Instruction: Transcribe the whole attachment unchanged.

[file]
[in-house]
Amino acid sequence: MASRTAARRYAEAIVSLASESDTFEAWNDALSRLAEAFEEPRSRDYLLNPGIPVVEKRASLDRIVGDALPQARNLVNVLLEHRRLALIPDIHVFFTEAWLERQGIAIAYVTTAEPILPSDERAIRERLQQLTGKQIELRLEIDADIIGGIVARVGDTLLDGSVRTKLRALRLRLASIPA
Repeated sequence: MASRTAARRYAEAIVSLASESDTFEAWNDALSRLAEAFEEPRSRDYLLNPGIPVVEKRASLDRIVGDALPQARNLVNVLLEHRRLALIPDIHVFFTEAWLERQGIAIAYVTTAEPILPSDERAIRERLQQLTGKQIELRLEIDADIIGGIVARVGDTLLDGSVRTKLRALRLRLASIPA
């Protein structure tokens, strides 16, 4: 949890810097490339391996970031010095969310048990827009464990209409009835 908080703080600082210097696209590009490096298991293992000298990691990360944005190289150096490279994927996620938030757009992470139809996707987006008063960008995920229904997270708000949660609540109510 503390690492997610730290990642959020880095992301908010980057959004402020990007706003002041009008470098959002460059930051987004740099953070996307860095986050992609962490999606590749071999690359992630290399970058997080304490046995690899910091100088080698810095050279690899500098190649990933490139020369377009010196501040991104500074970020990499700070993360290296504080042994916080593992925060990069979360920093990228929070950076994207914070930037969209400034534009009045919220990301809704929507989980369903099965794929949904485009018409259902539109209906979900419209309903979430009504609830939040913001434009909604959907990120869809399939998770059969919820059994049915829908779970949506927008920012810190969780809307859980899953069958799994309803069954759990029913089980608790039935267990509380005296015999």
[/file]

[in-house]
Amino acid sequence: MASRTAARRYAEAIVSLASESDTFEAWNDALSRLAEAFEEPRSRDYLLNPGIPVVEKRASLDRIVGDALPQARNLVNVLLEHRRLALIPDIHVFFTEAWLERQGIAIAYVTTAEPILPSDERAIRERLQQLTGKQIELRLEIDADIIGGIVARVGDTLLDGSVRTKLRALRLRLASIPA
Repeated sequence: MASRTAARRYAEAIVSLASESDTFEAWNDALSRLAEAFEEPRSRDYLLNPGIPVVEKRASLDRIVGDALPQARNLVNVLLEHRRLALIPDIHVFFTEAWLERQGIAIAYVTTAEPILPSDERAIRERLQQLTGKQIELRLEIDADIIGGIVARVGDTLLDGSVRTKLRALRLRLASIPA
């Protein structure tokens, strides 16, 4: 949890810097490339391996970031010095969310048990827009464990209409009835 908080703080600082210097696209590009490096298991293992000298990691990360944005190289150096490279994927996620938030757009992470139809996707987006008063960008995920229904997270708000949660609540109510 503390690492997610730290990642959020880095992301908010980057959004402020990007706003002041009008470098959002460059930051987004740099953070996307860095986050992609962490999606590749071999690359992630290399970058997080304490046995690899910091100088080698810095050279690899500098190649990933490139020369377009010196501040991104500074970020990499700070993360290296504080042994916080593992925060990069979360920093990228929070950076994207914070930037969209400034534009009045919220990301809704929507989980369903099965794929949904485009018409259902539109209906979900419209309903979430009504609830939040913001434009909604959907990120869809399939998770059969919820059994049915829908779970949506927008920012810190969780809307859980899953069958799994309803069954759990029913089980608790039935267990509380005296015999």